So it turns out when your mother buys a new house that needs a lot of renovation, that you sort of lose track of time and every day turns into a mix between sleeping and painting. So. Much. Painting. What horrible person decided you had to paint stone 5,000 times to make sure it’s mold and water proof?
So that’s basically where I’ve been… covered in various types and colors of paint, and it’s not even done yet. Don’t get me wrong, I enjoy helping my mom out, but I think I will forever have claw hands.
To relax after days of hard(ish) labour, I’ve been playing a lot of video games. Be in Legend of Zelda: Ocarina of Time on Nintendo 3DS or The Sims. At first I picked up my old Harvest Moon: Animal Parade game. Got hitched. Had a baby. Tended my crops. I love Harvest Moon to pieces because it’s a farming simulations and it’s charming and sweet and SO ADDICTIVE.
It’s sort of been the theme this year actually. In March I moved flats in London with my flatmates and the first two or so weeks, we didn’t have internet. So, what are three internet-obsessed gals to do? Turn on the XBox and pick a game. Occasionally we’d watch one play Skyrim or Grand Theft Auto and have a go at the latter ourselves. However, it wasn’t until we decided to play Assassin’s Creed II as a group that the gaming madness started. You can read about my accidental Assassin’s Creed obsession here on Very Nerdy Curly, but I’m going to expand on that.
If you follow me on twitter, first, bless your heart, and secondly, you know I tweet a LOOOOT about Dragon Age. It’s a fairly recent obsession, but it’s completely taken over my life in the best way. But how did I fall heart-first into Thedas? Well…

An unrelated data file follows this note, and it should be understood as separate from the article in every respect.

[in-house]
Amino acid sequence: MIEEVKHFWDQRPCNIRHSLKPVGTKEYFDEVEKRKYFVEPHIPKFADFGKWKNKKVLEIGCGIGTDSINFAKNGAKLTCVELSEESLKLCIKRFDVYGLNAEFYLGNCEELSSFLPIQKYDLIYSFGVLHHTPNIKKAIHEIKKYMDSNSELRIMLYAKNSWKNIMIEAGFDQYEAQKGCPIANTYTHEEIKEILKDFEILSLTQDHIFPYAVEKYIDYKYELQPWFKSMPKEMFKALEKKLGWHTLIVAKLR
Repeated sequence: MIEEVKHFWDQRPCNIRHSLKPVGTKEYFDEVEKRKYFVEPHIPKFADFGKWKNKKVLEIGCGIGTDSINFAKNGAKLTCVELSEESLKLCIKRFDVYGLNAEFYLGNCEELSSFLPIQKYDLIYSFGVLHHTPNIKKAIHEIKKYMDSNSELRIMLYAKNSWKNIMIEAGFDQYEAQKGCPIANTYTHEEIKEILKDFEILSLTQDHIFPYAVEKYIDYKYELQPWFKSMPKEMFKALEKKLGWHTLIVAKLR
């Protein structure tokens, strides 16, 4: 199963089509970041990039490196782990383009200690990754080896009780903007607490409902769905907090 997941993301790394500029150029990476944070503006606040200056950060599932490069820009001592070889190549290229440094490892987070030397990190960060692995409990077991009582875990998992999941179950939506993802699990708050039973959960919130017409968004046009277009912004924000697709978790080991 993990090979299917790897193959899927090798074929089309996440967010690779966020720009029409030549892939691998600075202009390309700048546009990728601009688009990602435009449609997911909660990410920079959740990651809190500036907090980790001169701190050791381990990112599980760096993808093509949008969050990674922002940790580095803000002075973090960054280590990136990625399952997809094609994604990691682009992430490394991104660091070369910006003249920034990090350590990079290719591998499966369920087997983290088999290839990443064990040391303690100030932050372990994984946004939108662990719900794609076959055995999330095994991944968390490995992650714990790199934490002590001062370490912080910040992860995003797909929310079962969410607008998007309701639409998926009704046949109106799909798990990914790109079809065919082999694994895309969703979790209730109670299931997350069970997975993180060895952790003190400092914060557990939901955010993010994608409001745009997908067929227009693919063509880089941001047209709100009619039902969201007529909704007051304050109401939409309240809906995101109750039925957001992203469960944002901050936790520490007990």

See, I was really excited for Assassin’s Creed Unity, so excited I bought myself a Playstation 4. That’s excited. While the game was gorgeous and Arno was a stellar hero, the storyline was really… lame. I’m going to write out my thoughts in another post one of these days, but let’s say I played a lot of Unity and then I just kinda stopped. I was annoyed because The French Revolution is my FAVORITE time period in history. It’s fascinating, and Unisoft really wasted an amazing opportunity. The only real redeeming factor storyline wise was that you get to pair up with a young Napoleon Bonaparte at one point which made me happier than you can possibly image.
So yeah, that was exciting, but I found myself not really caring if I finished it, even using the crazy cool broadcast feature that allowed friends of mine to watch me play and comment as I accidentally ran up walls. The fact I wasn’t head-over-heels in love with Unity was depressing in itself. It had the chance to be such a GREAT game, but it fell flat after how frankly majestic Assassin’s Creed: Black Flag was. So what was I to do? A few of my friends had been excitedly anticipating Dragon Age: Inquisition, and despite not really knowing much about it, I bought it. I haven’t been seen in polite society since.
Flatmates and I had started a Dragon Age: Origins game a few months back, but quickly realized it wasn’t really a group activity game like Assassin’s Creed could be. It was too personal. Each choice you made affected the story and get three indecisive people in a room together and you can imagine how much that failed. So, while I knew of Dragon Age, I wasn’t that familiar with it. Turns out that was a good thing because I had no expectations and Inquisition stole my heart.